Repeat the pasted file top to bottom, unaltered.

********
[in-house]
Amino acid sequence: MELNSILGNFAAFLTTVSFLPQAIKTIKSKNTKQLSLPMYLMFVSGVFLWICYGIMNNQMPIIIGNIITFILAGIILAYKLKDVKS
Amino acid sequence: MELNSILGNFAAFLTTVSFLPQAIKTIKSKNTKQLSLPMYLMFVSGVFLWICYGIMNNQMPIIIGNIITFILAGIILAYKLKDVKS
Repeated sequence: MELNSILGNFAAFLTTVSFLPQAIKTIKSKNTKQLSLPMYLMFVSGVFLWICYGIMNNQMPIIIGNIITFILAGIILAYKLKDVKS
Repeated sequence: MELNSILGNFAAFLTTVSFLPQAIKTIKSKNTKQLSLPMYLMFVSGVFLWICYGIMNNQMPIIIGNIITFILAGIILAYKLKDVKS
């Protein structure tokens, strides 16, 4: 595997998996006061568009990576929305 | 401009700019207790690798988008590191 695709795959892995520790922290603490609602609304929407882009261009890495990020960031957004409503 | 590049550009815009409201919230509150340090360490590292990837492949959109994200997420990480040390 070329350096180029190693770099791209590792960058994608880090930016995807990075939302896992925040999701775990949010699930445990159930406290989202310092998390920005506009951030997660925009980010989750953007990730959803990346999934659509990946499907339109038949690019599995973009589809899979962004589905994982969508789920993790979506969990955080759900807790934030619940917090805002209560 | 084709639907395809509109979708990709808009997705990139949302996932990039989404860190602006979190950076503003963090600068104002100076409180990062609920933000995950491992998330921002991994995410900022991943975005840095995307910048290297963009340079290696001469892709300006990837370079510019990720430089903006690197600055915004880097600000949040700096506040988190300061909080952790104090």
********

[in-house]
Amino acid sequence: MELNSILGNFAAFLTTVSFLPQAIKTIKSKNTKQLSLPMYLMFVSGVFLWICYGIMNNQMPIIIGNIITFILAGIILAYKLKDVKS
Amino acid sequence: MELNSILGNFAAFLTTVSFLPQAIKTIKSKNTKQLSLPMYLMFVSGVFLWICYGIMNNQMPIIIGNIITFILAGIILAYKLKDVKS
Repeated sequence: MELNSILGNFAAFLTTVSFLPQAIKTIKSKNTKQLSLPMYLMFVSGVFLWICYGIMNNQMPIIIGNIITFILAGIILAYKLKDVKS
Repeated sequence: MELNSILGNFAAFLTTVSFLPQAIKTIKSKNTKQLSLPMYLMFVSGVFLWICYGIMNNQMPIIIGNIITFILAGIILAYKLKDVKS
């Protein structure tokens, strides 16, 4: 595997998996006061568009990576929305 | 401009700019207790690798988008590191 695709795959892995520790922290603490609602609304929407882009261009890495990020960031957004409503 | 590049550009815009409201919230509150340090360490590292990837492949959109994200997420990480040390 070329350096180029190693770099791209590792960058994608880090930016995807990075939302896992925040999701775990949010699930445990159930406290989202310092998390920005506009951030997660925009980010989750953007990730959803990346999934659509990946499907339109038949690019599995973009589809899979962004589905994982969508789920993790979506969990955080759900807790934030619940917090805002209560 | 084709639907395809509109979708990709808009997705990139949302996932990039989404860190602006979190950076503003963090600068104002100076409180990062609920933000995950491992998330921002991994995410900022991943975005840095995307910048290297963009340079290696001469892709300006990837370079510019990720430089903006690197600055915004880097600000949040700096506040988190300061909080952790104090």